Antarctica Expedition to Explore Mysterious Marine Life Once Hidden by Larsen C Ice Shelf

Scientists from the British Antarctic Survey are taking off this Wednesday to explore a once-inaccessible marine ecosystem beneath the Larsen C ice shelf—where an iceberg the size of Delaware broke off last summer. The 2,240 square-mile iceberg that broke off paved the way for scientists to explore an ecosystem that's been hidden beneath the ice shelf for up to 120,000 years, according to researchers. 

"The calving of A-68 provides us with a unique opportunity [to] study marine life as it responds to a dramatic environmental change," Katrin Linse, marine biologist for the survey who's leading the three-week mission, said in a statement. "It's important we get there quickly before the undersea environment changes as sunlight enters the water and new species begin to colonize."

GettyImages-870892794 The western edge of the famed iceberg A-68, calved from the Larsen C ice shelf, is seen from NASA's Operation IceBridge research aircraft, near the coast of the Antarctic Peninsula region, on October 31, 2017, above Antarctica. Mario Tama/Getty Images

Studying the oceans beneath ice shelves is risky and expensive; another recent expedition launched underwater drones to navigate the cavernous, icy depths. The calving of this iceberg "offers a new and unprecedented opportunity to establish an interdisciplinary scientific research program in this climate sensitive region," science director at the survey, David Vaughan, said in a statement. The scientists will board the RRS James Clark Ross from the Falkland Islands off the coast of Argentina by February 21. Then they'll spend three weeks gathering data from the ship.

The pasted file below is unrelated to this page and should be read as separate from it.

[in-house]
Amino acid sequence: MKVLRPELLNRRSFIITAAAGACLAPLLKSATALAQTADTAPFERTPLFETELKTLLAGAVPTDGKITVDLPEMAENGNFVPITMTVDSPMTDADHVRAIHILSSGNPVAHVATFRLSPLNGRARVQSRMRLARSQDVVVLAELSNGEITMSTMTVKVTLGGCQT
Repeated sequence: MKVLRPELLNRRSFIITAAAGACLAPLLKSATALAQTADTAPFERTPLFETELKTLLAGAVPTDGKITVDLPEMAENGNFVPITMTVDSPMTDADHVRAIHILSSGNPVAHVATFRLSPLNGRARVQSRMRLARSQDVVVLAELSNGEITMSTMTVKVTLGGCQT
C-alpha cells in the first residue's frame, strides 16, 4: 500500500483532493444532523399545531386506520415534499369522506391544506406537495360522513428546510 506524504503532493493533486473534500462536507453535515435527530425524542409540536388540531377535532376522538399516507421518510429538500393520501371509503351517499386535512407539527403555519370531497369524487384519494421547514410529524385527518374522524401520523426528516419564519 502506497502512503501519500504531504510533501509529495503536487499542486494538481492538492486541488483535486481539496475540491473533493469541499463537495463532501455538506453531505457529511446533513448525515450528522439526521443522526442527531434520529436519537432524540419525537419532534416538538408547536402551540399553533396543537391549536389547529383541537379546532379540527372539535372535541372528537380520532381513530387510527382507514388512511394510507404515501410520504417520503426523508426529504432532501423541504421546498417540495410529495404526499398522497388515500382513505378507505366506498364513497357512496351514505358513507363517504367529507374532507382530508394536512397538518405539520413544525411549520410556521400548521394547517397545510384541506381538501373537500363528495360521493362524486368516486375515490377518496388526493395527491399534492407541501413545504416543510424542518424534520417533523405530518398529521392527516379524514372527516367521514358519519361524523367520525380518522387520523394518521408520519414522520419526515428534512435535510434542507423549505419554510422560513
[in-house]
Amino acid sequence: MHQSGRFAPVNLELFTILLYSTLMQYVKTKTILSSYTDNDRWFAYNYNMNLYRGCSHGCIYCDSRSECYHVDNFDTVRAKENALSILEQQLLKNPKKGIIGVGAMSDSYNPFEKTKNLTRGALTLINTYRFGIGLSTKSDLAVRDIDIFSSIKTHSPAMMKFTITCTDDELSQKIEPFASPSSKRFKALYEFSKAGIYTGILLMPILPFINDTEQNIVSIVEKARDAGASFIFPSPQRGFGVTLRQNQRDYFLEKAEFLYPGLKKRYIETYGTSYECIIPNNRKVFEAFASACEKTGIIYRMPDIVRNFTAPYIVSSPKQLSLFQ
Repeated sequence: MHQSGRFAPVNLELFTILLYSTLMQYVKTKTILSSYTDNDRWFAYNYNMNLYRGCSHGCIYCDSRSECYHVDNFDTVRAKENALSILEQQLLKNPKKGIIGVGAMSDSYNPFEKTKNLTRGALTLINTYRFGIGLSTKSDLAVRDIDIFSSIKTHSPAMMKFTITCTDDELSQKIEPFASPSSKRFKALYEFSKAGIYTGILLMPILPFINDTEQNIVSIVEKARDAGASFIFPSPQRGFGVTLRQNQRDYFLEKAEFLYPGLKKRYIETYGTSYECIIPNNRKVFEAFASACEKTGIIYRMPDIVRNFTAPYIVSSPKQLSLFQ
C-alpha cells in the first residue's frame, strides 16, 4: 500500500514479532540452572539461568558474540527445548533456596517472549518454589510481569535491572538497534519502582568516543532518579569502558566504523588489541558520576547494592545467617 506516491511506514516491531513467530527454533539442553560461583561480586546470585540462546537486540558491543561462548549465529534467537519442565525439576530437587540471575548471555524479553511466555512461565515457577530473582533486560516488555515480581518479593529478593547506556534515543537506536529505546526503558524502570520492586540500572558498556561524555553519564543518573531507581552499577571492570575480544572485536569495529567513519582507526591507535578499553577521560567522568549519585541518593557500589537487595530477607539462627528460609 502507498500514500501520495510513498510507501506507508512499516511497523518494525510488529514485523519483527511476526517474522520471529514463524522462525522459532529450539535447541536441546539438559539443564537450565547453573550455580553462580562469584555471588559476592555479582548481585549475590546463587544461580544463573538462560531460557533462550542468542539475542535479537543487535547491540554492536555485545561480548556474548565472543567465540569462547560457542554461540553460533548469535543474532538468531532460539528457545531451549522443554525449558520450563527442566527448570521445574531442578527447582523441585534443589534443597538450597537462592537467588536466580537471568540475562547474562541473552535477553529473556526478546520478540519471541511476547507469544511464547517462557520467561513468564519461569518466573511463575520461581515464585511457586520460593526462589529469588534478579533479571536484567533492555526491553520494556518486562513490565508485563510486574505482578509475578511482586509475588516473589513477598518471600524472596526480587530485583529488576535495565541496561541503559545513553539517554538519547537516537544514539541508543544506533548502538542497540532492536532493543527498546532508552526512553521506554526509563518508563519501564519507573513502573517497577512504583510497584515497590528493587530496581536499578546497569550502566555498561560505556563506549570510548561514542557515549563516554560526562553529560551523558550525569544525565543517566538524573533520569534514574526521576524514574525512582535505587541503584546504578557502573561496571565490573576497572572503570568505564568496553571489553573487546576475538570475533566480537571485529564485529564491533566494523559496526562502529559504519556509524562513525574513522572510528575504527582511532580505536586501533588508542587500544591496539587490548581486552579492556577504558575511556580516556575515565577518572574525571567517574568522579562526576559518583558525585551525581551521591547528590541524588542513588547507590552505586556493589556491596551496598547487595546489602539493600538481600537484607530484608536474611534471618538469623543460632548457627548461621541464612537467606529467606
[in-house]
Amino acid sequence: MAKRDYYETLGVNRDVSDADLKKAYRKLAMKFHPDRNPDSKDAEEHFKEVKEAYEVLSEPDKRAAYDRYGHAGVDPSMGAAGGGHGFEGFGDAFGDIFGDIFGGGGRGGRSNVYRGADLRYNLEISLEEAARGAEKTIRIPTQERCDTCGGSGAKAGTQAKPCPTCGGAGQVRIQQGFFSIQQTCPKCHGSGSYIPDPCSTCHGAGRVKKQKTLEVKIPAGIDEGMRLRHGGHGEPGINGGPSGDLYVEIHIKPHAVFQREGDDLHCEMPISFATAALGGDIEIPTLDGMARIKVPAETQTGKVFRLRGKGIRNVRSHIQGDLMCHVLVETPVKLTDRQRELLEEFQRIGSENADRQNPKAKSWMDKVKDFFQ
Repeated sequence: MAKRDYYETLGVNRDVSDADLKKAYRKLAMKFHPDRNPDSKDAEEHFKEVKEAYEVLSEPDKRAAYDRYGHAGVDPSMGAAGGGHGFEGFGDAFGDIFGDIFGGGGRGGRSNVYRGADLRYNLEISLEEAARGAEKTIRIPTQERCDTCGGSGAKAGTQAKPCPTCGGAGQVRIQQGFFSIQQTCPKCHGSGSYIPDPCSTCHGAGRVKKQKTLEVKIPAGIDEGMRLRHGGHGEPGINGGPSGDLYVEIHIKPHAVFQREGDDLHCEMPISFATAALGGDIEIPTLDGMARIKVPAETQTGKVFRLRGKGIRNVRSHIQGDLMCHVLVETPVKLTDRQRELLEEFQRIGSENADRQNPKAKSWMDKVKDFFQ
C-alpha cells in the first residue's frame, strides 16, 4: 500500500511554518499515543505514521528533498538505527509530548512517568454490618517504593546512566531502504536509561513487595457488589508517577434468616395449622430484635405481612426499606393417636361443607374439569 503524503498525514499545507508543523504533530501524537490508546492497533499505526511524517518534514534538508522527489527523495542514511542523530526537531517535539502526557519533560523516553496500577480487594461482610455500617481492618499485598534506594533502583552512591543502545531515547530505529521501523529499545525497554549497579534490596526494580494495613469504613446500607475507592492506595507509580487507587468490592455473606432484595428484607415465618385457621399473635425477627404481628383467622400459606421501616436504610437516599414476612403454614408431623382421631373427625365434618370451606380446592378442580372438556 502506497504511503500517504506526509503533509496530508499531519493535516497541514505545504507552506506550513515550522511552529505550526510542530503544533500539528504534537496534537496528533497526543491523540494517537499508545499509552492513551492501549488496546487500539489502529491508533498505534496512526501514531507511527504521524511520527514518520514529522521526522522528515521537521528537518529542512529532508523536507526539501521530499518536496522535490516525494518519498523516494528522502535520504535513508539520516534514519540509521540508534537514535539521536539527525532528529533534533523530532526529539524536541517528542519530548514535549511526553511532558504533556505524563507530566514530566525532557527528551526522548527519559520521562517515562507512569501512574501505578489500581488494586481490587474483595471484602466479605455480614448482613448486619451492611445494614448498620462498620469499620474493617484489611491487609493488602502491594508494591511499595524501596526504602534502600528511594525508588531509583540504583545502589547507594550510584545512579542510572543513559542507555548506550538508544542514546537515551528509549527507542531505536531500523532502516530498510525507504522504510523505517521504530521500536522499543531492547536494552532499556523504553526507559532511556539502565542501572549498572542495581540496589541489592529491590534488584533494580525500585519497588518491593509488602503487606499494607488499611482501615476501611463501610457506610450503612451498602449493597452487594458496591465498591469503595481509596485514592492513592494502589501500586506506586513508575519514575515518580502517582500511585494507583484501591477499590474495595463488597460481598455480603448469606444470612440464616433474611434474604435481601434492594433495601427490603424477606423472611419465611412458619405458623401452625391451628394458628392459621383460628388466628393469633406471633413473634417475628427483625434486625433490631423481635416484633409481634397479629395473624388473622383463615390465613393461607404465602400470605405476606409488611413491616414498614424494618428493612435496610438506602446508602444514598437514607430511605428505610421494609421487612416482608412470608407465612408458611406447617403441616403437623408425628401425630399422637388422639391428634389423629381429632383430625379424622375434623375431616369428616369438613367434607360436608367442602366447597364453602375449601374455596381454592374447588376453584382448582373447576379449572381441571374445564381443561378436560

Now that the A-68 iceberg calved, once-hidden marine life of seafloor animals, microbes and plankton in the ocean can be sampled and thoroughly investigated. Scientists will also collect sediments and water samples from the area that was once the underbelly of the Larsen C ice shelf. Video cameras and a sledge pulled along the seafloor will collect tiny marine creatures. Ecosystem changes, such as new marine mammals or birds that may move in, will be recorded as well. 

larsencriftevolution20162017v5_print Evolution of Larsen C ice shelf leading up to and following the calving of A-68 iceberg last summer. NASA

The iceberg likely calved from the Larsen C shelf between July 10 and 12. The ice shelf, which is essentially like a massive ice cube buttressing glaciers from sliding into the sea, is the fourth largest in the world, according to NASA. Though the calving of this particular iceberg does not contribute to sea level rise, it illuminates fears about the overall stability of the ice shelves, which keep Antarctic glaciers from flowing into the sea. Without the A-68 iceberg, the area of the Larsen C shelf dropped by 10 percent.

"We need to be bold on this one," Vaughan said in a statement. "Larsen C is a long way south and there's lots of sea ice in the area, but this is important science so we will try our best to get the team where they need to be."